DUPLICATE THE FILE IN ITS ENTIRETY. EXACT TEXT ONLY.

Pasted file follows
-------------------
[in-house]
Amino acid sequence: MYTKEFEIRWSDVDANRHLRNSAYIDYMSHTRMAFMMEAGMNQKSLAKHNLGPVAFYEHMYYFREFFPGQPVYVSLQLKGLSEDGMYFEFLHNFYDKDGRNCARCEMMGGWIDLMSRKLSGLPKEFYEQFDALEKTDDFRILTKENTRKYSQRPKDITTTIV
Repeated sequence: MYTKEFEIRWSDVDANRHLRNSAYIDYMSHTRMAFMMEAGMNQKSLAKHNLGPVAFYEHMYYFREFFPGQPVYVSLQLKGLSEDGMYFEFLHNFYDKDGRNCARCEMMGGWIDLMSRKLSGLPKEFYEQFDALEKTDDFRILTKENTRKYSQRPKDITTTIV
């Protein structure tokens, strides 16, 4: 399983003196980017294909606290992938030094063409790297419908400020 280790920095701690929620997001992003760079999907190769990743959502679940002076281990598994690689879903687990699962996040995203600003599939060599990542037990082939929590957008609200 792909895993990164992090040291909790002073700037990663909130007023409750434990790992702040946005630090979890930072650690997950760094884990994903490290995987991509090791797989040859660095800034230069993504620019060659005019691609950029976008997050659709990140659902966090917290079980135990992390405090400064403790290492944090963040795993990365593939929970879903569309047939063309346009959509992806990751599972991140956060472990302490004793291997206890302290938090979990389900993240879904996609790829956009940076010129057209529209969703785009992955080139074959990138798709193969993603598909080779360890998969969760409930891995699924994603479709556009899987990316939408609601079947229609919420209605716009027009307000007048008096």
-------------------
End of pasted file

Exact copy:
[in-house]
Amino acid sequence: MYTKEFEIRWSDVDANRHLRNSAYIDYMSHTRMAFMMEAGMNQKSLAKHNLGPVAFYEHMYYFREFFPGQPVYVSLQLKGLSEDGMYFEFLHNFYDKDGRNCARCEMMGGWIDLMSRKLSGLPKEFYEQFDALEKTDDFRILTKENTRKYSQRPKDITTTIV
Repeated sequence: MYTKEFEIRWSDVDANRHLRNSAYIDYMSHTRMAFMMEAGMNQKSLAKHNLGPVAFYEHMYYFREFFPGQPVYVSLQLKGLSEDGMYFEFLHNFYDKDGRNCARCEMMGGWIDLMSRKLSGLPKEFYEQFDALEKTDDFRILTKENTRKYSQRPKDITTTIV
């Protein structure tokens, strides 16, 4: 399983003196980017294909606290992938030094063409790297419908400020 280790920095701690929620997001992003760079999907190769990743959502679940002076281990598994690689879903687990699962996040995203600003599939060599990542037990082939929590957008609200 792909895993990164992090040291909790002073700037990663909130007023409750434990790992702040946005630090979890930072650690997950760094884990994903490290995987991509090791797989040859660095800034230069993504620019060659005019691609950029976008997050659709990140659902966090917290079980135990992390405090400064403790290492944090963040795993990365593939929970879903569309047939063309346009959509992806990751599972991140956060472990302490004793291997206890302290938090979990389900993240879904996609790829956009940076010129057209529209969703785009992955080139074959990138798709193969993603598909080779360890998969969760409930891995699924994603479709556009899987990316939408609601079947229609919420209605716009027009307000007048008096």